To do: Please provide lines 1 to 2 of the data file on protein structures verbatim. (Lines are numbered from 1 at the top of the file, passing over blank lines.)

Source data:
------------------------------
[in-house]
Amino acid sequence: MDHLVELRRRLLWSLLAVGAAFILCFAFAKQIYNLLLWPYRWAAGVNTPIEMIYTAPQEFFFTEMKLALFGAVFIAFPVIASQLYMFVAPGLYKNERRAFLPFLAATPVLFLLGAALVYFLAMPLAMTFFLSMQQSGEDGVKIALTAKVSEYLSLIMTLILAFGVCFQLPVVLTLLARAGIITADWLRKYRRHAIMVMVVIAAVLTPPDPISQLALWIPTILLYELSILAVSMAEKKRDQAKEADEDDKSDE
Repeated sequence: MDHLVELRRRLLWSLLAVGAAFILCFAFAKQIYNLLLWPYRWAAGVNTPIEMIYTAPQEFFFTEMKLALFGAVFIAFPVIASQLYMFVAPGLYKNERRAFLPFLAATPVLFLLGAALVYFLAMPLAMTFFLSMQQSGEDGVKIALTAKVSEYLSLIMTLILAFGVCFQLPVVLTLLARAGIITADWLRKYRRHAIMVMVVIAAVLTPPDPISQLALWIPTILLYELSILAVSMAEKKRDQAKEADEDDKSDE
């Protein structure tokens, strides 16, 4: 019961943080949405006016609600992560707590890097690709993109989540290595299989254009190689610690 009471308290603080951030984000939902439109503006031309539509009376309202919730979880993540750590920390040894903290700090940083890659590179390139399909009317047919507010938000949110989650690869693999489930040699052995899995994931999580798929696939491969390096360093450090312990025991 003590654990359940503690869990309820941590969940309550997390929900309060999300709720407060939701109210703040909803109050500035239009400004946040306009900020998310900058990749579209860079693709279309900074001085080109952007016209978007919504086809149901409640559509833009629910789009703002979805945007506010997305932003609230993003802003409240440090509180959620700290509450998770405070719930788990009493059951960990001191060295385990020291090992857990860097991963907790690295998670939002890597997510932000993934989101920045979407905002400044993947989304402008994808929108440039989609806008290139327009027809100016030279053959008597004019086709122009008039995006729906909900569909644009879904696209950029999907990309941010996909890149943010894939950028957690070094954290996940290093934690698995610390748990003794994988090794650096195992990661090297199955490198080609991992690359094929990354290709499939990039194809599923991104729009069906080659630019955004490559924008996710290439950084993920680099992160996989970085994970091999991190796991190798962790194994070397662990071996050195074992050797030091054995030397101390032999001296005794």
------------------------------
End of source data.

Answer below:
[in-house]
Amino acid sequence: MDHLVELRRRLLWSLLAVGAAFILCFAFAKQIYNLLLWPYRWAAGVNTPIEMIYTAPQEFFFTEMKLALFGAVFIAFPVIASQLYMFVAPGLYKNERRAFLPFLAATPVLFLLGAALVYFLAMPLAMTFFLSMQQSGEDGVKIALTAKVSEYLSLIMTLILAFGVCFQLPVVLTLLARAGIITADWLRKYRRHAIMVMVVIAAVLTPPDPISQLALWIPTILLYELSILAVSMAEKKRDQAKEADEDDKSDE